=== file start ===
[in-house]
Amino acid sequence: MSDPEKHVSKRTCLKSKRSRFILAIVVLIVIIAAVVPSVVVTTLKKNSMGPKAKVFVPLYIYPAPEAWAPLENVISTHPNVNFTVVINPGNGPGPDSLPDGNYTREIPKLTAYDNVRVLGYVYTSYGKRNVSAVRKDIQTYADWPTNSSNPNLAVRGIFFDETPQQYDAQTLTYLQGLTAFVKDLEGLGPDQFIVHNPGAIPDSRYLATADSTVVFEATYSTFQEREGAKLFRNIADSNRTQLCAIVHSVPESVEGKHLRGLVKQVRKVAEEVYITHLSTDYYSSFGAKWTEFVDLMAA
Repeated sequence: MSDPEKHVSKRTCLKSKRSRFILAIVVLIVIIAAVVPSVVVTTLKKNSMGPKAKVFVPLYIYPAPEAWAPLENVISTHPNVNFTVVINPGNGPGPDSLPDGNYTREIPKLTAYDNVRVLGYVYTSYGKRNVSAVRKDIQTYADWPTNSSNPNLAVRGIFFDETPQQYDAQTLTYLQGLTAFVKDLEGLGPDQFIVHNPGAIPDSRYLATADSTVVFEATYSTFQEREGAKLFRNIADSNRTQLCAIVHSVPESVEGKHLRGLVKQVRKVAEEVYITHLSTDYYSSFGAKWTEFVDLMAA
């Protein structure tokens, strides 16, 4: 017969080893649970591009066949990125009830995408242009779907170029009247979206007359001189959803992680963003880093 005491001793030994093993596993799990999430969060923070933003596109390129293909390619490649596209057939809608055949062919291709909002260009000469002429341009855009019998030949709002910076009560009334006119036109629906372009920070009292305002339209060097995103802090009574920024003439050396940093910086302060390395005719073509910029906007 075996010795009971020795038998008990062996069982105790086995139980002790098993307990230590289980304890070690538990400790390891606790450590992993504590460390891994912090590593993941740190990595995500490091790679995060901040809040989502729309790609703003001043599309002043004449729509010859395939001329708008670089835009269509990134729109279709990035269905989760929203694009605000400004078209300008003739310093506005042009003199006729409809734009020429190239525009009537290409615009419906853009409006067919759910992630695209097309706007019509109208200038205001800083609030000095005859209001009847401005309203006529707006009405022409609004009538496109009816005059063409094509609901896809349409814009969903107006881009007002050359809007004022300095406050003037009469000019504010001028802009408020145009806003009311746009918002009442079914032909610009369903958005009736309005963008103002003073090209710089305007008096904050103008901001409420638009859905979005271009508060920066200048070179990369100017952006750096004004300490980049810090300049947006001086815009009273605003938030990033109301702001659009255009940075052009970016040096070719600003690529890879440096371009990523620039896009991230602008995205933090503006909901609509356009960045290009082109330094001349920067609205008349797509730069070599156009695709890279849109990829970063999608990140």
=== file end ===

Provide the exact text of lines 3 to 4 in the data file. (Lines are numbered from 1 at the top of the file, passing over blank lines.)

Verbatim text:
Repeated sequence: MSDPEKHVSKRTCLKSKRSRFILAIVVLIVIIAAVVPSVVVTTLKKNSMGPKAKVFVPLYIYPAPEAWAPLENVISTHPNVNFTVVINPGNGPGPDSLPDGNYTREIPKLTAYDNVRVLGYVYTSYGKRNVSAVRKDIQTYADWPTNSSNPNLAVRGIFFDETPQQYDAQTLTYLQGLTAFVKDLEGLGPDQFIVHNPGAIPDSRYLATADSTVVFEATYSTFQEREGAKLFRNIADSNRTQLCAIVHSVPESVEGKHLRGLVKQVRKVAEEVYITHLSTDYYSSFGAKWTEFVDLMAA
């Protein structure tokens, strides 16, 4: 017969080893649970591009066949990125009830995408242009779907170029009247979206007359001189959803992680963003880093 005491001793030994093993596993799990999430969060923070933003596109390129293909390619490649596209057939809608055949062919291709909002260009000469002429341009855009019998030949709002910076009560009334006119036109629906372009920070009292305002339209060097995103802090009574920024003439050396940093910086302060390395005719073509910029906007 075996010795009971020795038998008990062996069982105790086995139980002790098993307990230590289980304890070690538990400790390891606790450590992993504590460390891994912090590593993941740190990595995500490091790679995060901040809040989502729309790609703003001043599309002043004449729509010859395939001329708008670089835009269509990134729109279709990035269905989760929203694009605000400004078209300008003739310093506005042009003199006729409809734009020429190239525009009537290409615009419906853009409006067919759910992630695209097309706007019509109208200038205001800083609030000095005859209001009847401005309203006529707006009405022409609004009538496109009816005059063409094509609901896809349409814009969903107006881009007002050359809007004022300095406050003037009469000019504010001028802009408020145009806003009311746009918002009442079914032909610009369903958005009736309005963008103002003073090209710089305007008096904050103008901001409420638009859905979005271009508060920066200048070179990369100017952006750096004004300490980049810090300049947006001086815009009273605003938030990033109301702001659009255009940075052009970016040096070719600003690529890879440096371009990523620039896009991230602008995205933090503006909901609509356009960045290009082109330094001349920067609205008349797509730069070599156009695709890279849109990829970063999608990140």